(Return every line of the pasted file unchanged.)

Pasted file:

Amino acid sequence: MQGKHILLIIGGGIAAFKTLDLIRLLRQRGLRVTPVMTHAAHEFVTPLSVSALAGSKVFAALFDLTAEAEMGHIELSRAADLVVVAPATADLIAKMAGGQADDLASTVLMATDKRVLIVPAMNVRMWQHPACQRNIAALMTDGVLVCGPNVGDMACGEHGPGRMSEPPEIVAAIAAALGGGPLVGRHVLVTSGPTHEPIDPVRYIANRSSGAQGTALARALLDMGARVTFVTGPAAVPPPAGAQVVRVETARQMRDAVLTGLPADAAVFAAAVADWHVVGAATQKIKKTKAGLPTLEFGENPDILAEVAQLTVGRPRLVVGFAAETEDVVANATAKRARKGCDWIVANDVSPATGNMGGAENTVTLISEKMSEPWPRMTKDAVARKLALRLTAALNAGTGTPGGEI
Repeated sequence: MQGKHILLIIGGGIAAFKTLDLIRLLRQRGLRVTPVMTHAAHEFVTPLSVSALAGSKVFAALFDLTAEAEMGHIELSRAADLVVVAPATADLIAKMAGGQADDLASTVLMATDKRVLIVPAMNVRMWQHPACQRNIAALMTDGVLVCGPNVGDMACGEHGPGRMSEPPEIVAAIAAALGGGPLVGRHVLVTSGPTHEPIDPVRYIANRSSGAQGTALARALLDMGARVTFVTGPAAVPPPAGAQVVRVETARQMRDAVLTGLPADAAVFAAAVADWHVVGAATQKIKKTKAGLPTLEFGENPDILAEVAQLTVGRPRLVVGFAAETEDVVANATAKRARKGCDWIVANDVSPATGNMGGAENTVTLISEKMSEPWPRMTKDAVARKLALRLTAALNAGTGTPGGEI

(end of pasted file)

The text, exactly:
Amino acid sequence: MQGKHILLIIGGGIAAFKTLDLIRLLRQRGLRVTPVMTHAAHEFVTPLSVSALAGSKVFAALFDLTAEAEMGHIELSRAADLVVVAPATADLIAKMAGGQADDLASTVLMATDKRVLIVPAMNVRMWQHPACQRNIAALMTDGVLVCGPNVGDMACGEHGPGRMSEPPEIVAAIAAALGGGPLVGRHVLVTSGPTHEPIDPVRYIANRSSGAQGTALARALLDMGARVTFVTGPAAVPPPAGAQVVRVETARQMRDAVLTGLPADAAVFAAAVADWHVVGAATQKIKKTKAGLPTLEFGENPDILAEVAQLTVGRPRLVVGFAAETEDVVANATAKRARKGCDWIVANDVSPATGNMGGAENTVTLISEKMSEPWPRMTKDAVARKLALRLTAALNAGTGTPGGEI
Repeated sequence: MQGKHILLIIGGGIAAFKTLDLIRLLRQRGLRVTPVMTHAAHEFVTPLSVSALAGSKVFAALFDLTAEAEMGHIELSRAADLVVVAPATADLIAKMAGGQADDLASTVLMATDKRVLIVPAMNVRMWQHPACQRNIAALMTDGVLVCGPNVGDMACGEHGPGRMSEPPEIVAAIAAALGGGPLVGRHVLVTSGPTHEPIDPVRYIANRSSGAQGTALARALLDMGARVTFVTGPAAVPPPAGAQVVRVETARQMRDAVLTGLPADAAVFAAAVADWHVVGAATQKIKKTKAGLPTLEFGENPDILAEVAQLTVGRPRLVVGFAAETEDVVANATAKRARKGCDWIVANDVSPATGNMGGAENTVTLISEKMSEPWPRMTKDAVARKLALRLTAALNAGTGTPGGEI